A senior Israeli official says Syria needs to take concrete actions to reduce tensions with Israel if peace talks are to resume. VOA's Jim Teeple reports from Jerusalem the Israeli comments follow those by U.S. Speaker of the House of Representatives Nancy Pelosi, who said Wednesday in Damascus that Syria's president is ready to negotiate with Israel.
Israeli Cabinet member Zeev Boim, a close associate of Prime Minister Ehud Olmert, told Israel Radio that if Syrian President Bashar al-Assad really wants peace with Israel he should take some actions, even minor ones, to prove his intentions.
Boim says just because Bashar Assad is offering an olive branch, that does not mean he really wants peace. The Israeli politician says the Syrian leader should act on his intentions.
Boim says Israel would be willing to go so far as to give up the Golan Heights, the territory it captured from Syria in the 1967 Arab-Israeli War as part of an eventual peace settlement with Syria.
Boim's comments followed those made by U.S. Speaker of the House of Representatives Nancy Pelosi on Wednesday in Damascus. After meeting with Mr. Assad, Speaker Pelosi said the Syrian leader was willing to engage in peace negotiations with Israel, and that Israel's prime minister had told her Israel was ready for peace talks with Syria.
A statement from Mr. Olmert's office issued after her comments said peace talks with Syria would only be possible if Syria stopped its support for Hezbollah in Lebanon and the Palestinian militant group Hamas, and scaled back its ties with Iran.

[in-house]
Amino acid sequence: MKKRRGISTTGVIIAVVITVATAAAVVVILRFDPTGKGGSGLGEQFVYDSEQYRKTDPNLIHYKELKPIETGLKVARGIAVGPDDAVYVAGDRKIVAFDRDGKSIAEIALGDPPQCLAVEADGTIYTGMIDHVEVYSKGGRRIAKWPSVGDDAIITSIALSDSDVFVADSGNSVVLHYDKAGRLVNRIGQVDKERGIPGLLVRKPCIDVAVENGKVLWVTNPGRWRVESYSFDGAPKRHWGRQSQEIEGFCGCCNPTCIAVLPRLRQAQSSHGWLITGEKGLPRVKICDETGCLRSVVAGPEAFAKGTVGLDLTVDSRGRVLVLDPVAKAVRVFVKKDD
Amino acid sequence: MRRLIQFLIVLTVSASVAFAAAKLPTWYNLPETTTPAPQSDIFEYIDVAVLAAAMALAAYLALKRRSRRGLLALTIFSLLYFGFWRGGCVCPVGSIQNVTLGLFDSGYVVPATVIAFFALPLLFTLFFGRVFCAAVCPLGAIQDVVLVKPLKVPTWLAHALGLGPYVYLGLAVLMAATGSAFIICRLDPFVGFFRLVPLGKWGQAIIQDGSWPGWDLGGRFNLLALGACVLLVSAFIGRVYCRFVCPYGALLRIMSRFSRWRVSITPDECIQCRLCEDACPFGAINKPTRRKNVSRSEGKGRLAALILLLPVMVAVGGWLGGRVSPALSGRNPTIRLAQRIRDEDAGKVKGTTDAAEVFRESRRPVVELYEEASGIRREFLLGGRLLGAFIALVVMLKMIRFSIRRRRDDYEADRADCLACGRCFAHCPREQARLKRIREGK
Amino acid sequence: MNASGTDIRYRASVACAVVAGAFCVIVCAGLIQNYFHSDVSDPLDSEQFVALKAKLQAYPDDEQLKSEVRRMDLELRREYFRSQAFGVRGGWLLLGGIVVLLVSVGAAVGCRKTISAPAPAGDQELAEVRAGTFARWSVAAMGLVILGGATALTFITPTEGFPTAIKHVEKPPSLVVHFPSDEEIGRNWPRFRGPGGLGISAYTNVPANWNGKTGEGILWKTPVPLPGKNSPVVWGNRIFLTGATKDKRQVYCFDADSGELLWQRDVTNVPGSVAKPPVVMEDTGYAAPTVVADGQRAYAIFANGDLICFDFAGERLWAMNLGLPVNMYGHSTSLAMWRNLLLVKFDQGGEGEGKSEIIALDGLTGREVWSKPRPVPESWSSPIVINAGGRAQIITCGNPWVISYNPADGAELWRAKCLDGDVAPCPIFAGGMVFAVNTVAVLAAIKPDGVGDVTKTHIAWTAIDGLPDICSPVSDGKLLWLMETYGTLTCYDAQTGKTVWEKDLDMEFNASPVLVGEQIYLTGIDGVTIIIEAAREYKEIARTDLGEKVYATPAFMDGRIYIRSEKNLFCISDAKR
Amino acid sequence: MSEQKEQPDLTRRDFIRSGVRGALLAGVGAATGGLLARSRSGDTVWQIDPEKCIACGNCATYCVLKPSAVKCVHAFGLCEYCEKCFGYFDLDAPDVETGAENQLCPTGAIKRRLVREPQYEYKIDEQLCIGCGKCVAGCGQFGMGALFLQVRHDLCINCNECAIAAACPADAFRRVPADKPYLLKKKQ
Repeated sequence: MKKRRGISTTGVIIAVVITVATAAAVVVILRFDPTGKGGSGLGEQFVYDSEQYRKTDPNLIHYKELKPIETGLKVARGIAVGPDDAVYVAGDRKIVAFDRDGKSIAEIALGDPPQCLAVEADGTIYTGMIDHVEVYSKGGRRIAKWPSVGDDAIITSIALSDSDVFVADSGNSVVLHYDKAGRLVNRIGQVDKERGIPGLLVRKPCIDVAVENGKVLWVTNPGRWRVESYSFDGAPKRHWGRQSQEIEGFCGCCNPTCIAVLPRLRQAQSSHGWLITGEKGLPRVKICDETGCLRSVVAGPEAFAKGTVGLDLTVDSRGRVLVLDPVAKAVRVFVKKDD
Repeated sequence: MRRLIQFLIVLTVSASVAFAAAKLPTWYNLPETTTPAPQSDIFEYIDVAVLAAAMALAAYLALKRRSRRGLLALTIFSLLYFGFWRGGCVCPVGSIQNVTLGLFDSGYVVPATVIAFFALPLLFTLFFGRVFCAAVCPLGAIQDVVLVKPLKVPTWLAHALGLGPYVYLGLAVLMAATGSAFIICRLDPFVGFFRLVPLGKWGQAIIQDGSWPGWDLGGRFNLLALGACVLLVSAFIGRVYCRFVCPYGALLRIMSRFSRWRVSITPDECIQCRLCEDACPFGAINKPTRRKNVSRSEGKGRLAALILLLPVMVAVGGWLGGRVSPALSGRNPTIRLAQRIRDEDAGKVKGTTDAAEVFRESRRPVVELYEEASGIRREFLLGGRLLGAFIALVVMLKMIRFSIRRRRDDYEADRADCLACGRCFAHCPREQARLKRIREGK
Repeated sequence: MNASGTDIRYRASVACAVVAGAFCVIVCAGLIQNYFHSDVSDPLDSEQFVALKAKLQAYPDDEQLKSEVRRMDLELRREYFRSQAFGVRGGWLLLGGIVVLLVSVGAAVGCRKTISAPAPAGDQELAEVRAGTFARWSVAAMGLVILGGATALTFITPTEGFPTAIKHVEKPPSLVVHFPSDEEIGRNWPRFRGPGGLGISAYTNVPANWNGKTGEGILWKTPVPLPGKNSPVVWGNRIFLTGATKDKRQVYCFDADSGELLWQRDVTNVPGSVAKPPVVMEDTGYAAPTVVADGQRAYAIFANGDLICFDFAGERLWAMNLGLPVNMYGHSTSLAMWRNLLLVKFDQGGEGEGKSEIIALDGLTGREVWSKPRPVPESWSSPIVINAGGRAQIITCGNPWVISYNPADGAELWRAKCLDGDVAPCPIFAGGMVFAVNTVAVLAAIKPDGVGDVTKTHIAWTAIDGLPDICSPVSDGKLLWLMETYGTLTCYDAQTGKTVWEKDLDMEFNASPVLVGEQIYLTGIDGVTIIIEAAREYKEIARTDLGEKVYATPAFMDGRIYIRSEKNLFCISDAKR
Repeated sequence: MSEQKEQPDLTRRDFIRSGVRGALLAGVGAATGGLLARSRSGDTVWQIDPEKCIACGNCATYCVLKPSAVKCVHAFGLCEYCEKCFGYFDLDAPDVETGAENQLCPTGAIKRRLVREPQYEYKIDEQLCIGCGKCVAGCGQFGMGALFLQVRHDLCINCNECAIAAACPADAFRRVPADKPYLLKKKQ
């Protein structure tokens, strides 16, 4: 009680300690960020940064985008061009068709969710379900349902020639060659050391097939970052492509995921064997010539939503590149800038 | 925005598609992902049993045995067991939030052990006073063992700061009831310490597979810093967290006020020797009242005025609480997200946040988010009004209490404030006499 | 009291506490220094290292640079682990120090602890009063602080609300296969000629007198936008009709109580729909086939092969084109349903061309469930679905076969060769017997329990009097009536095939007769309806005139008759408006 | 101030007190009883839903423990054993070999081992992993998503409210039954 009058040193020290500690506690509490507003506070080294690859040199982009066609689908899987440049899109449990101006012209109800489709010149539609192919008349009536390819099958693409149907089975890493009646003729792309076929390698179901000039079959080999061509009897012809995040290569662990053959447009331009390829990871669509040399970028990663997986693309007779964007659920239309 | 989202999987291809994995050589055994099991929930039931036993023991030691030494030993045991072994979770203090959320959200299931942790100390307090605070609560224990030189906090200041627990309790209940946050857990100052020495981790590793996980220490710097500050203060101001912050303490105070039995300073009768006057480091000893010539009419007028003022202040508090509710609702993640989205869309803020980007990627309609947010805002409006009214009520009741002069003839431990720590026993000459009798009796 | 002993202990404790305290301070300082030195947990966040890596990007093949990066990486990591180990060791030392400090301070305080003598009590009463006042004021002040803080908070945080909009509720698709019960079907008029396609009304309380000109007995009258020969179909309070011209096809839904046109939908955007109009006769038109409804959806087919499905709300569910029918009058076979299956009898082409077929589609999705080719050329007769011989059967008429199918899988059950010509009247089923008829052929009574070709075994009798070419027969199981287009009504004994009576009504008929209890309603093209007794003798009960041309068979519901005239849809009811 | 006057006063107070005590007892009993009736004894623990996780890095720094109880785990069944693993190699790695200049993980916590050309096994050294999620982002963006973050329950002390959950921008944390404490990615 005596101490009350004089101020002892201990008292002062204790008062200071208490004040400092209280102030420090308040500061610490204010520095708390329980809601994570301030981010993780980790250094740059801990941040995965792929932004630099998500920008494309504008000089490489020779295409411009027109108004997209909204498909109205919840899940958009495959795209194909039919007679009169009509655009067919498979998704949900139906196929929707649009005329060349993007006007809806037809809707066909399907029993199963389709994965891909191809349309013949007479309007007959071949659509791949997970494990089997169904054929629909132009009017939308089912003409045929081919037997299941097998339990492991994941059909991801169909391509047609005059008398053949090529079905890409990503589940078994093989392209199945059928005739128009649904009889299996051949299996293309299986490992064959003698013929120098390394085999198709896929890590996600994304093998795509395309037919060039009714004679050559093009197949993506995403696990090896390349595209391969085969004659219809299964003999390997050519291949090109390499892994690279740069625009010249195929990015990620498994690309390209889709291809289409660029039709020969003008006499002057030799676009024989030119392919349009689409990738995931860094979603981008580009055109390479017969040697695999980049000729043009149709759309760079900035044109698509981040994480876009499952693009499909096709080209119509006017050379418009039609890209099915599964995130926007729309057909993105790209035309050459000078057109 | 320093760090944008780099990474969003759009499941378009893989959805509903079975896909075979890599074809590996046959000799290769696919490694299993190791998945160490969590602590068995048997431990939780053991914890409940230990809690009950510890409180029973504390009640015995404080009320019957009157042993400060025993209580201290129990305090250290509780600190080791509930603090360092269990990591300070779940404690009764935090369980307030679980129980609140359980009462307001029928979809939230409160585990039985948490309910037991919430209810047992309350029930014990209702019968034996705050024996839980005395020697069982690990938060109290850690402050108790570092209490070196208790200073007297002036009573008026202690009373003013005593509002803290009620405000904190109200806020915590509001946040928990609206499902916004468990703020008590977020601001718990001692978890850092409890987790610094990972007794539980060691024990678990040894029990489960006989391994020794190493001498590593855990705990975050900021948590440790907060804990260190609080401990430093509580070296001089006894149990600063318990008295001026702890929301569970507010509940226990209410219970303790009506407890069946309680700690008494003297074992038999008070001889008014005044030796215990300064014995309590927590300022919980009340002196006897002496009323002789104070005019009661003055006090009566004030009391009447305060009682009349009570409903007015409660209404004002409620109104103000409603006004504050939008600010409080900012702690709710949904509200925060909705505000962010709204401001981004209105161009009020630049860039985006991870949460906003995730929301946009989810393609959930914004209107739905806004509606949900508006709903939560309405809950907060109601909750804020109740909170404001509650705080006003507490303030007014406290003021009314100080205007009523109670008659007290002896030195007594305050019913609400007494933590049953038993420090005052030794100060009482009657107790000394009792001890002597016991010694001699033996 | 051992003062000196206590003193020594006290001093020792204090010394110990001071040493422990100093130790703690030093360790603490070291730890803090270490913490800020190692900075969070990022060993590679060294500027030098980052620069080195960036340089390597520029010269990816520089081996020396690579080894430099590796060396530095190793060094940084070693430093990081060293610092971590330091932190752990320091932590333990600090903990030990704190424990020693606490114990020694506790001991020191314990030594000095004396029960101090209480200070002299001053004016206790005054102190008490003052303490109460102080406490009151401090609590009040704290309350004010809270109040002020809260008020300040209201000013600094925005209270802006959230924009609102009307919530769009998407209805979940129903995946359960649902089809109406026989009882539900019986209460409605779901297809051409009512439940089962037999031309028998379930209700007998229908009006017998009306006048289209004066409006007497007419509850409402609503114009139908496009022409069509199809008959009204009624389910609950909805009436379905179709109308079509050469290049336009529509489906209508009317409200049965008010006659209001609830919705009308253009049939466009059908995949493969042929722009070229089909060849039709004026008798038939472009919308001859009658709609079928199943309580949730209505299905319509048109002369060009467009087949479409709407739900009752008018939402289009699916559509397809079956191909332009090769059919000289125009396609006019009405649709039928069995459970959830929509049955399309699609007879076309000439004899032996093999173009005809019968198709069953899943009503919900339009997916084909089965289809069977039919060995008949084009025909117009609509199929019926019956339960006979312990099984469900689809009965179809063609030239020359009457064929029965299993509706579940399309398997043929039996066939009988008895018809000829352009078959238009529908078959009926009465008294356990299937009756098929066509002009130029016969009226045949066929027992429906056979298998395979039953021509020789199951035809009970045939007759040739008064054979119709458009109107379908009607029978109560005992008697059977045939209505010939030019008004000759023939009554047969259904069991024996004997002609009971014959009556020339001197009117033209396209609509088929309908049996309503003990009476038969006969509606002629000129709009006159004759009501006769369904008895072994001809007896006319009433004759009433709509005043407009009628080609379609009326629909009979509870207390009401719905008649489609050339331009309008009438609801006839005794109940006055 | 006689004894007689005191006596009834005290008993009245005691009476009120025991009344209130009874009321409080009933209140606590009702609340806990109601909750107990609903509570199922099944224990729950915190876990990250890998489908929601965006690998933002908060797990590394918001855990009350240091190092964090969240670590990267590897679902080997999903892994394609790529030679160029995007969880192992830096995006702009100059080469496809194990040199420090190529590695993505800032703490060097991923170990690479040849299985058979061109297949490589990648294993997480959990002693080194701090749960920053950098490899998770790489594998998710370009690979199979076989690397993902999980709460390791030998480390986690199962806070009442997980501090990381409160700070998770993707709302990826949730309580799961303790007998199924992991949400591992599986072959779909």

Alon Liel is a former director general of the Israeli Foreign Ministry who recently held unofficial talks with a number of Syrians about the prospect or resuming peace talks between Israel and Syria. He says the current public Israeli position on Syria means that peace talks between the two countries are unlikely at this time.
"In the Middle East nobody is going to launch a peace before he gets a response or goods from the other side," Liel said. "This is what I guess he (Ehud Olmert) told Nancy Pelosi that if Syria will behave we will talk to her. She (Nancy Pelosi) stressed the positive part of the deal, and probably almost hid the negative part."
Speaker Pelosi continued her Middle East trip with a visit to Saudi Arabia where she met with Saudi King Abdullah and then later held meetings with members of Saudi Arabia's Shura Council, the unelected advisory assembly whose members are appointed by Saudi Arabia's monarch.
Saudi officials said the issue of reform in Saudi Arabia would be discussed and also the problems some Saudi citizens face in obtaining U.S. visas.